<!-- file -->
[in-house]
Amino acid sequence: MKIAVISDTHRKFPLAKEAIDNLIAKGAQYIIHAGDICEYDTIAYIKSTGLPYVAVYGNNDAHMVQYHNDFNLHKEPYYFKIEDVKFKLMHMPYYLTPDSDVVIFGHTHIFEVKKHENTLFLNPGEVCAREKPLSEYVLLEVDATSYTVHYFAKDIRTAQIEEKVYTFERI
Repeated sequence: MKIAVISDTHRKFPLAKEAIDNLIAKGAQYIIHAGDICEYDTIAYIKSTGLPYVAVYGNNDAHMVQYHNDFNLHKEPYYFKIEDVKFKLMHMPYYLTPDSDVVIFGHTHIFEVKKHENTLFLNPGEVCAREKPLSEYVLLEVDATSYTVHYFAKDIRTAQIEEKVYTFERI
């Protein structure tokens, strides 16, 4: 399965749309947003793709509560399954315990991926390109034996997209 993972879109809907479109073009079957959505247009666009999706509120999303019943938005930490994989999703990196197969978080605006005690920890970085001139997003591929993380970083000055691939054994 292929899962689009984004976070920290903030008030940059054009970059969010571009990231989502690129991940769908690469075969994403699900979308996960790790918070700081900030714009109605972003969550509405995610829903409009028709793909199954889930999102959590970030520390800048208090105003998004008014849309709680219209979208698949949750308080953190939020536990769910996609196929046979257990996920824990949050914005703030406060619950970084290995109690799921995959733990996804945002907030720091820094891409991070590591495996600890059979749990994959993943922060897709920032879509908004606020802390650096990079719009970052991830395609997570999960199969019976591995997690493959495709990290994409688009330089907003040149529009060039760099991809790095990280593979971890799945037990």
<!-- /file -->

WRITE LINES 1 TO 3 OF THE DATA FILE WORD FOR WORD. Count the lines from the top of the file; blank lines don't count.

[in-house]
Amino acid sequence: MKIAVISDTHRKFPLAKEAIDNLIAKGAQYIIHAGDICEYDTIAYIKSTGLPYVAVYGNNDAHMVQYHNDFNLHKEPYYFKIEDVKFKLMHMPYYLTPDSDVVIFGHTHIFEVKKHENTLFLNPGEVCAREKPLSEYVLLEVDATSYTVHYFAKDIRTAQIEEKVYTFERI
Repeated sequence: MKIAVISDTHRKFPLAKEAIDNLIAKGAQYIIHAGDICEYDTIAYIKSTGLPYVAVYGNNDAHMVQYHNDFNLHKEPYYFKIEDVKFKLMHMPYYLTPDSDVVIFGHTHIFEVKKHENTLFLNPGEVCAREKPLSEYVLLEVDATSYTVHYFAKDIRTAQIEEKVYTFERI